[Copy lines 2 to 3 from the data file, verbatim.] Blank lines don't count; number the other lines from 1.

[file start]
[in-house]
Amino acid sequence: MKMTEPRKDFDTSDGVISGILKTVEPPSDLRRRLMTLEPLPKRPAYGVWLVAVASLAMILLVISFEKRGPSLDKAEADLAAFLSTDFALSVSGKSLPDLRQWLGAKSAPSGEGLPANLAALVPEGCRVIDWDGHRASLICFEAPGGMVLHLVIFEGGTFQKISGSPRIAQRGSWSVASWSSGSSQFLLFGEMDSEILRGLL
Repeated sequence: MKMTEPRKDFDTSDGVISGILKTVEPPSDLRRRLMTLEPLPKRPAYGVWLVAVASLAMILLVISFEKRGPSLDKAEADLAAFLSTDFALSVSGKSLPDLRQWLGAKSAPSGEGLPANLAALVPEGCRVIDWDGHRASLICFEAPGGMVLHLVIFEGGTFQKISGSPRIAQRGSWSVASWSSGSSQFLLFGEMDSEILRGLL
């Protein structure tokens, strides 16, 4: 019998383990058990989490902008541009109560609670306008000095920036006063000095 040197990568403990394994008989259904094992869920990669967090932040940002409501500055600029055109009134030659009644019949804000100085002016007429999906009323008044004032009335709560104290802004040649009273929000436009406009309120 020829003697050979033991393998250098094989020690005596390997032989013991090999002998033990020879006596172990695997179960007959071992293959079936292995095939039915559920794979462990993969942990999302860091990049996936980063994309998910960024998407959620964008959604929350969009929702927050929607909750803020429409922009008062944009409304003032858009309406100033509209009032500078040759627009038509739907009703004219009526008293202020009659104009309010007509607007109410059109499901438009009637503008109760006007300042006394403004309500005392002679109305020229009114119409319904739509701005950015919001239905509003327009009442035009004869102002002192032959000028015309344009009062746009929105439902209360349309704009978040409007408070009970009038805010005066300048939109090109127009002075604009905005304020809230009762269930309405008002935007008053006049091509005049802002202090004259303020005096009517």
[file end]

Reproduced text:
Amino acid sequence: MKMTEPRKDFDTSDGVISGILKTVEPPSDLRRRLMTLEPLPKRPAYGVWLVAVASLAMILLVISFEKRGPSLDKAEADLAAFLSTDFALSVSGKSLPDLRQWLGAKSAPSGEGLPANLAALVPEGCRVIDWDGHRASLICFEAPGGMVLHLVIFEGGTFQKISGSPRIAQRGSWSVASWSSGSSQFLLFGEMDSEILRGLL
Repeated sequence: MKMTEPRKDFDTSDGVISGILKTVEPPSDLRRRLMTLEPLPKRPAYGVWLVAVASLAMILLVISFEKRGPSLDKAEADLAAFLSTDFALSVSGKSLPDLRQWLGAKSAPSGEGLPANLAALVPEGCRVIDWDGHRASLICFEAPGGMVLHLVIFEGGTFQKISGSPRIAQRGSWSVASWSSGSSQFLLFGEMDSEILRGLL